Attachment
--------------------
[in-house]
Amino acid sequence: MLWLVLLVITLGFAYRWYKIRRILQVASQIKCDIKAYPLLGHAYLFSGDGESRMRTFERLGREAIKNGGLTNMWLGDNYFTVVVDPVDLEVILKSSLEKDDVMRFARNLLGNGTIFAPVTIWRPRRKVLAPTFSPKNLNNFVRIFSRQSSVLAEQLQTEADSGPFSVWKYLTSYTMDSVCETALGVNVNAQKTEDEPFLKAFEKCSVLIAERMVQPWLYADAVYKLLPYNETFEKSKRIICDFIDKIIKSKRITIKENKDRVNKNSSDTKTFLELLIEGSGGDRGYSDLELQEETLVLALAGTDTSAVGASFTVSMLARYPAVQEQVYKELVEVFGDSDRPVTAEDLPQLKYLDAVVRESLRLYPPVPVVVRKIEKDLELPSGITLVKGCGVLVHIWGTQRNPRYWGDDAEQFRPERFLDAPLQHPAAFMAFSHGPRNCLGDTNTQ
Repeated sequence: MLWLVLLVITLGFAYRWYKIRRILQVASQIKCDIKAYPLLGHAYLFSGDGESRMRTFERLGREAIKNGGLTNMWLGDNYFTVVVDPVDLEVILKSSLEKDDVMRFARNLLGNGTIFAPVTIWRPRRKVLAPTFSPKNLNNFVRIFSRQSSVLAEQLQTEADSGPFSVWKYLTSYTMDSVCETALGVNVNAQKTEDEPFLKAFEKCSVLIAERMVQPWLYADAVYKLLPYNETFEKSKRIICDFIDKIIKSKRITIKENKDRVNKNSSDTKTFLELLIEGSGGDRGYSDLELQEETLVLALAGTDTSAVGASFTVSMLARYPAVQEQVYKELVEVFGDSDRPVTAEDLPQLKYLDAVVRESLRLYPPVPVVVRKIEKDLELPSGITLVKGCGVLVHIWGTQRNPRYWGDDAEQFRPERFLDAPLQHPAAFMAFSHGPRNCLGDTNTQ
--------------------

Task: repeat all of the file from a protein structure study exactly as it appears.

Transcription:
[in-house]
Amino acid sequence: MLWLVLLVITLGFAYRWYKIRRILQVASQIKCDIKAYPLLGHAYLFSGDGESRMRTFERLGREAIKNGGLTNMWLGDNYFTVVVDPVDLEVILKSSLEKDDVMRFARNLLGNGTIFAPVTIWRPRRKVLAPTFSPKNLNNFVRIFSRQSSVLAEQLQTEADSGPFSVWKYLTSYTMDSVCETALGVNVNAQKTEDEPFLKAFEKCSVLIAERMVQPWLYADAVYKLLPYNETFEKSKRIICDFIDKIIKSKRITIKENKDRVNKNSSDTKTFLELLIEGSGGDRGYSDLELQEETLVLALAGTDTSAVGASFTVSMLARYPAVQEQVYKELVEVFGDSDRPVTAEDLPQLKYLDAVVRESLRLYPPVPVVVRKIEKDLELPSGITLVKGCGVLVHIWGTQRNPRYWGDDAEQFRPERFLDAPLQHPAAFMAFSHGPRNCLGDTNTQ
Repeated sequence: MLWLVLLVITLGFAYRWYKIRRILQVASQIKCDIKAYPLLGHAYLFSGDGESRMRTFERLGREAIKNGGLTNMWLGDNYFTVVVDPVDLEVILKSSLEKDDVMRFARNLLGNGTIFAPVTIWRPRRKVLAPTFSPKNLNNFVRIFSRQSSVLAEQLQTEADSGPFSVWKYLTSYTMDSVCETALGVNVNAQKTEDEPFLKAFEKCSVLIAERMVQPWLYADAVYKLLPYNETFEKSKRIICDFIDKIIKSKRITIKENKDRVNKNSSDTKTFLELLIEGSGGDRGYSDLELQEETLVLALAGTDTSAVGASFTVSMLARYPAVQEQVYKELVEVFGDSDRPVTAEDLPQLKYLDAVVRESLRLYPPVPVVVRKIEKDLELPSGITLVKGCGVLVHIWGTQRNPRYWGDDAEQFRPERFLDAPLQHPAAFMAFSHGPRNCLGDTNTQ